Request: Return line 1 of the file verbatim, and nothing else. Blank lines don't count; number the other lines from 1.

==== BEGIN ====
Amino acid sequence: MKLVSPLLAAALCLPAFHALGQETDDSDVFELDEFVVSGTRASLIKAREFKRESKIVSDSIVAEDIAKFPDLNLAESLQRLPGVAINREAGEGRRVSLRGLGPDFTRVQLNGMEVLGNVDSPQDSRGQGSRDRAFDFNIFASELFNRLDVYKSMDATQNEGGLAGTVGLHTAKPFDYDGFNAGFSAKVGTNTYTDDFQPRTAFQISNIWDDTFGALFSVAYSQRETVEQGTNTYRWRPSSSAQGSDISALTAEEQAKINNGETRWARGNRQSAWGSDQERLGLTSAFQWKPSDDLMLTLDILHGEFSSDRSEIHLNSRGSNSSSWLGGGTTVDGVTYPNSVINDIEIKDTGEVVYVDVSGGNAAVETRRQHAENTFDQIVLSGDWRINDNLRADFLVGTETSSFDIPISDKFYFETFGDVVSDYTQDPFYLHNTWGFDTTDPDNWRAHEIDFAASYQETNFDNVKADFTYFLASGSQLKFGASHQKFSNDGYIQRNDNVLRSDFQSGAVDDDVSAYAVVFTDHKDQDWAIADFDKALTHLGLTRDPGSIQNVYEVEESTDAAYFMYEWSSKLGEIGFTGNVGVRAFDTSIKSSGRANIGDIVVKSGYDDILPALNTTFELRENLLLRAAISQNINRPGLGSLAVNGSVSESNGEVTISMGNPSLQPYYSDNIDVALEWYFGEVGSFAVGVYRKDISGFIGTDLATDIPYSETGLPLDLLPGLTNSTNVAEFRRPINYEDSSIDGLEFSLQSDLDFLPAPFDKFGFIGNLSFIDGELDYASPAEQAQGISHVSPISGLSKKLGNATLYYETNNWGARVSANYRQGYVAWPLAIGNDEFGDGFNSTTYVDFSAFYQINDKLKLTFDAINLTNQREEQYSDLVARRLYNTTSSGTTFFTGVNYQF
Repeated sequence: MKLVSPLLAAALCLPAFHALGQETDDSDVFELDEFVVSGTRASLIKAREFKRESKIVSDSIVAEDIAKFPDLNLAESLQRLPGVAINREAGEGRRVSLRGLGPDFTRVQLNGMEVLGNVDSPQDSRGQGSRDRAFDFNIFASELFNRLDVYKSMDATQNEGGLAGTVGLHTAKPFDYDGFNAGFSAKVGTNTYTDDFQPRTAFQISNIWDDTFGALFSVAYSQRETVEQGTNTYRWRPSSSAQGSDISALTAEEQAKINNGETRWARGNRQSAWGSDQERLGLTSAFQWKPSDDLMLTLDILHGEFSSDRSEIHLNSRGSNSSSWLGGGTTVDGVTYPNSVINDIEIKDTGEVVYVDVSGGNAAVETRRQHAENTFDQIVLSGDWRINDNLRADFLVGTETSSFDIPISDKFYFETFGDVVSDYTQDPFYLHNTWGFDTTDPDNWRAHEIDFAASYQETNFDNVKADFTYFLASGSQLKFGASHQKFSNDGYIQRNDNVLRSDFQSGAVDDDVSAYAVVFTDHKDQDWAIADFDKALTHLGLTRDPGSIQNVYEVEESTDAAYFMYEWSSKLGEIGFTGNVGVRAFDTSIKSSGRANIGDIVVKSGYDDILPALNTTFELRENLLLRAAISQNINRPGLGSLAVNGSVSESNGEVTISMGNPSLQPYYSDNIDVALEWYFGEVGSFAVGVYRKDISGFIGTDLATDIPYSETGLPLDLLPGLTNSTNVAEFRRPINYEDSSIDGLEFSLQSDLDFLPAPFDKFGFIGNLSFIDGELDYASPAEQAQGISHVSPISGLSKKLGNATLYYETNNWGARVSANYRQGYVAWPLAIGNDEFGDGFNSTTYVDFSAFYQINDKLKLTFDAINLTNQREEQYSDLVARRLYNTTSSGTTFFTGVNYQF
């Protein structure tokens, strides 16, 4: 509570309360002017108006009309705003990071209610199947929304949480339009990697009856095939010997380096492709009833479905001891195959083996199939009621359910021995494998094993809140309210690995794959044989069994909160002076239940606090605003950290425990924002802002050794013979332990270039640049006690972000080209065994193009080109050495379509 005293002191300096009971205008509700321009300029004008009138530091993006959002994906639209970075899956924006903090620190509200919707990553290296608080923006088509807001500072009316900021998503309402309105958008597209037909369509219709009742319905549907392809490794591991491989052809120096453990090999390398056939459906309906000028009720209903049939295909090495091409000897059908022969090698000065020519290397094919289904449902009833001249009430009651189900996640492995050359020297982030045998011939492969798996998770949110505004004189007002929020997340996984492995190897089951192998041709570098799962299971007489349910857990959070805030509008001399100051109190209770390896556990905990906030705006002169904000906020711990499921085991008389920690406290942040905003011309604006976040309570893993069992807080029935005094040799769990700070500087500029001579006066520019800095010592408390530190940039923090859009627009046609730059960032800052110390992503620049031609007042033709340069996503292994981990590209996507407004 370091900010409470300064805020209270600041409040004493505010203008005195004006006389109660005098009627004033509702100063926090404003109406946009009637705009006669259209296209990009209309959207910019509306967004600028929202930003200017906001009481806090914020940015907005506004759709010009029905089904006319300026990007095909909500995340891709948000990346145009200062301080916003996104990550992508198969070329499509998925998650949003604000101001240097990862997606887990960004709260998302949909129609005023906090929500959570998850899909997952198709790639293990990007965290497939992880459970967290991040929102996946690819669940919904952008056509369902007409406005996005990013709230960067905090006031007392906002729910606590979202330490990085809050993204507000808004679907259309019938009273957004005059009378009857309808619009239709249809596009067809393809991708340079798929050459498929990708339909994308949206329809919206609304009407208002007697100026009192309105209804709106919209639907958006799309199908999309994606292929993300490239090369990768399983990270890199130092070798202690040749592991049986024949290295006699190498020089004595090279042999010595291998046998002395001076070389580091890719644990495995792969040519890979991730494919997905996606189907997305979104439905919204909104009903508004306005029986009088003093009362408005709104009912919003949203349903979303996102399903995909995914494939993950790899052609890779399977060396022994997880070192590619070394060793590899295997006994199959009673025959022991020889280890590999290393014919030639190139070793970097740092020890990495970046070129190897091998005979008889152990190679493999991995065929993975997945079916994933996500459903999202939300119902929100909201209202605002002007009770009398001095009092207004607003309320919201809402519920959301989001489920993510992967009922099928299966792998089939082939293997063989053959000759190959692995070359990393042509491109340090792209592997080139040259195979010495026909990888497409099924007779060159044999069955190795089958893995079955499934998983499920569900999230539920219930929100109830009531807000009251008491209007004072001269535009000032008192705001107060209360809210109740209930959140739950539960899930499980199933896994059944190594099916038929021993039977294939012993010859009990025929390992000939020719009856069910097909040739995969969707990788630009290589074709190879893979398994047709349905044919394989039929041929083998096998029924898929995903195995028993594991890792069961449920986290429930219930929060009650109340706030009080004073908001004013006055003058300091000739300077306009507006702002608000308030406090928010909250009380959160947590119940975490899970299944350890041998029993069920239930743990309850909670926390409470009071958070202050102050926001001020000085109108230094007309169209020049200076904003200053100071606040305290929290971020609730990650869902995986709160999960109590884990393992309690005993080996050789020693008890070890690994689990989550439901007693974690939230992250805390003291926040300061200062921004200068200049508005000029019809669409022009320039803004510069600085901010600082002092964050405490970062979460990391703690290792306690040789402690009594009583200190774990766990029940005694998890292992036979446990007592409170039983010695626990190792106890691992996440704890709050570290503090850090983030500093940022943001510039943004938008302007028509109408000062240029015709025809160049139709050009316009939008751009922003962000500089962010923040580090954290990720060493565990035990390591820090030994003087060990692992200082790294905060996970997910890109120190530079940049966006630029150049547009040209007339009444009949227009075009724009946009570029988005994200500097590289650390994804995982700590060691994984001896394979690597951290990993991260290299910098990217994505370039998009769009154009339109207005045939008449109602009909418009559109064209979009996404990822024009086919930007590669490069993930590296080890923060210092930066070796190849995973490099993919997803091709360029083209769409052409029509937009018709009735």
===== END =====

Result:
Amino acid sequence: MKLVSPLLAAALCLPAFHALGQETDDSDVFELDEFVVSGTRASLIKAREFKRESKIVSDSIVAEDIAKFPDLNLAESLQRLPGVAINREAGEGRRVSLRGLGPDFTRVQLNGMEVLGNVDSPQDSRGQGSRDRAFDFNIFASELFNRLDVYKSMDATQNEGGLAGTVGLHTAKPFDYDGFNAGFSAKVGTNTYTDDFQPRTAFQISNIWDDTFGALFSVAYSQRETVEQGTNTYRWRPSSSAQGSDISALTAEEQAKINNGETRWARGNRQSAWGSDQERLGLTSAFQWKPSDDLMLTLDILHGEFSSDRSEIHLNSRGSNSSSWLGGGTTVDGVTYPNSVINDIEIKDTGEVVYVDVSGGNAAVETRRQHAENTFDQIVLSGDWRINDNLRADFLVGTETSSFDIPISDKFYFETFGDVVSDYTQDPFYLHNTWGFDTTDPDNWRAHEIDFAASYQETNFDNVKADFTYFLASGSQLKFGASHQKFSNDGYIQRNDNVLRSDFQSGAVDDDVSAYAVVFTDHKDQDWAIADFDKALTHLGLTRDPGSIQNVYEVEESTDAAYFMYEWSSKLGEIGFTGNVGVRAFDTSIKSSGRANIGDIVVKSGYDDILPALNTTFELRENLLLRAAISQNINRPGLGSLAVNGSVSESNGEVTISMGNPSLQPYYSDNIDVALEWYFGEVGSFAVGVYRKDISGFIGTDLATDIPYSETGLPLDLLPGLTNSTNVAEFRRPINYEDSSIDGLEFSLQSDLDFLPAPFDKFGFIGNLSFIDGELDYASPAEQAQGISHVSPISGLSKKLGNATLYYETNNWGARVSANYRQGYVAWPLAIGNDEFGDGFNSTTYVDFSAFYQINDKLKLTFDAINLTNQREEQYSDLVARRLYNTTSSGTTFFTGVNYQF